November 29, 2017
From Hollywood to Capitol Hill, sexual harassment in the workplace has taken the media – and the country – by storm. While harassment in the workplace is not a new topic, the recent surge of claims has put an intense spotlight on the issue. For employers, there is much to learn from the scrutiny. That is why the final webinar in Nexsen Pruet’s 2017 “Building Workplaces That Win” certificate webinar series, to be held on Dec. 13, 2017, will focus on “Preventing Harassment and Retaliation Claims.”
Although much of the recent attention has centered on sexual harassment and even assault, claims of discrimination and harassment are not limited to allegations based on sex or gender. Rather, an employee can also assert a claim based on age, disability, national origin, race, religion, and pregnancy.
These claims are protected by federal statute, specifically Title VII of the Civil Rights Act of 1964, which includes the Pregnancy Discrimination Act; the Age Discrimination in Employment Act of 1967; and Title I of the Americans with Disabilities Act of 1990. Additionally, there are other federal laws such as the Genetic Information Nondiscrimination Act of 2008, which prohibits discrimination based on genetic information, as well as the Equal Pay Act of 1963, which prohibits employers from paying different wages to men and women performing the same work. These statutes prohibit discrimination and harassment in all aspects of employment, including job advertisements; recruitment; applications and hiring; background checks; job assignments and promotions; pay and benefits; and discipline and discharge.
Employers are expected to take precautions to prevent discrimination and harassment in the workplace. Tantamount to doing so is adopting and distributing policies that state clearly the employer is an equal opportunity employer and prohibits discrimination and harassment inside and outside of the workplace. The policy should be included in the employee handbook or openly posted in an area such as a break room where all employees are likely to see it. The policy should describe how to report any discrimination or harassment in the workplace. An employer should also include a provision prohibiting any retaliation against an employee who reports, witnesses, or complains of harassment or discrimination. Additionally, having a trained management team that effectively and promptly addresses any concern of potential discrimination or harassment is essential to maintaining a professional and inclusive workforce clear of such claims.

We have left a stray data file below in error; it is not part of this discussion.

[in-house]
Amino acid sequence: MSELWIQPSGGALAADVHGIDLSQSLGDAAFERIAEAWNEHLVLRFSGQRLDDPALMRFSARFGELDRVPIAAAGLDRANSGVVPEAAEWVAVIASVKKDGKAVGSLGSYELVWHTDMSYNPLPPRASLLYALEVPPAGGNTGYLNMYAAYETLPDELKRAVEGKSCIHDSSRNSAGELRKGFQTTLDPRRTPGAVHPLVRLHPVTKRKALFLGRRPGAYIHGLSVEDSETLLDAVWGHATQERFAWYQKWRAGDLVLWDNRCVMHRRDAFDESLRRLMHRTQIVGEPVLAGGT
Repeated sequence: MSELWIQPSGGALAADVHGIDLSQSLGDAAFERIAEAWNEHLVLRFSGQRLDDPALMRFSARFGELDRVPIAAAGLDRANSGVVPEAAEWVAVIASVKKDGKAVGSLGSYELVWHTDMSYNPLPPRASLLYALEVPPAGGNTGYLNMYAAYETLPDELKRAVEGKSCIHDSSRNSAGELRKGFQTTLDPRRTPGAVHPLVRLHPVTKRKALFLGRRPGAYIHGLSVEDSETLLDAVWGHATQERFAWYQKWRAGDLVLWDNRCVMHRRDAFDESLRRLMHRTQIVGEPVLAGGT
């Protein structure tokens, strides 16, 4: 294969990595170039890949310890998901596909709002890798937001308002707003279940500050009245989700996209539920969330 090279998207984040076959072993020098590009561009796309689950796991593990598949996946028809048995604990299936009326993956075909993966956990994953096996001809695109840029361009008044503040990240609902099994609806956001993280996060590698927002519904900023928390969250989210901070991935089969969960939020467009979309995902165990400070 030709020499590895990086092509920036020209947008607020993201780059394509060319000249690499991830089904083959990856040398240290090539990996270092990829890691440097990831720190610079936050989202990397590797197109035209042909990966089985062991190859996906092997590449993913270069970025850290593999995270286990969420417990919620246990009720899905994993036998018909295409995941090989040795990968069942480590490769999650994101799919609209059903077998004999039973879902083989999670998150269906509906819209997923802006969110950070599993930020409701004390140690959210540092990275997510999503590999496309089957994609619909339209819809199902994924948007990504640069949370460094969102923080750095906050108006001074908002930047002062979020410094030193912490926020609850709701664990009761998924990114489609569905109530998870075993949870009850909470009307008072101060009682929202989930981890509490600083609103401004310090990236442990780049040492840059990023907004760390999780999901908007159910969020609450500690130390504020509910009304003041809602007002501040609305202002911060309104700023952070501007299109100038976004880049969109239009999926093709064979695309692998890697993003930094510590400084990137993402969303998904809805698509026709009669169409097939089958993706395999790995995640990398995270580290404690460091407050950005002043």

If an employer finds itself defending a harassment claim, it may be able to build a defense based on a policy that specifically explains how employees should report harassing behavior. Under the Supreme Court decisions of Burlington Industries, Inc. v. Ellerth, 524 U.S. 742 (1998) and Faragher v. Boca Raton, 524 U.S. 775 (1998), if the alleged harassment against a supervisor did not culminate in a tangible employment action – such as the employee being terminated or disciplined – the employer may not be liable if it can show that 1) the employer exercised reasonable care to prevent and correct any harassing behavior; and 2) the employee unreasonably failed to take advantage of the preventative or corrective opportunities that the employer provided.
Having an effective anti-harassment policy is compelling proof that the employer exercised reasonable care to prevent and correct any harassing behavior.
The employee can only rebut this proof by showing that the policy was adopted in bad faith or was otherwise defective or dysfunctional. In addition, if a policy is in place that effectively outlines the reporting method in the workplace, the employee has a responsibility to follow that process. When the employer learns of harassment or discrimination, whether by formal report or otherwise, it must promptly investigate the concerns raised and take any remedial measures necessary pursuant to its policies. An employer should never tolerate unlawful discrimination or harassment.
In addition to maintaining and enforcing appropriate policies, maintaining a workplace culture that promotes professionalism, mutual respect, diversity, and inclusiveness from the top down is critical to preventing harassment and discrimination. When management and/or human resources encourages reporting of behavior that is inconsistent with these values or that may rise to the level of harassment or discrimination, employees are more likely to come forward earlier, before a situation escalates to actionable conduct. Furthermore, when managers and supervisors notice unprofessional or disrespectful behavior, providing immediate constructive feedback to the offending employee is essential to maintaining a positive workplace culture.
If you are interested in learning more about preventing harassment and retaliation claims in the workplace, we invite you to attend our webinar on Dec. 13, 2017. Registration information can be found here.
Our Insights are published as a service to clients and friends. They are intended to be informational and do not constitute legal advice regarding any specific situation.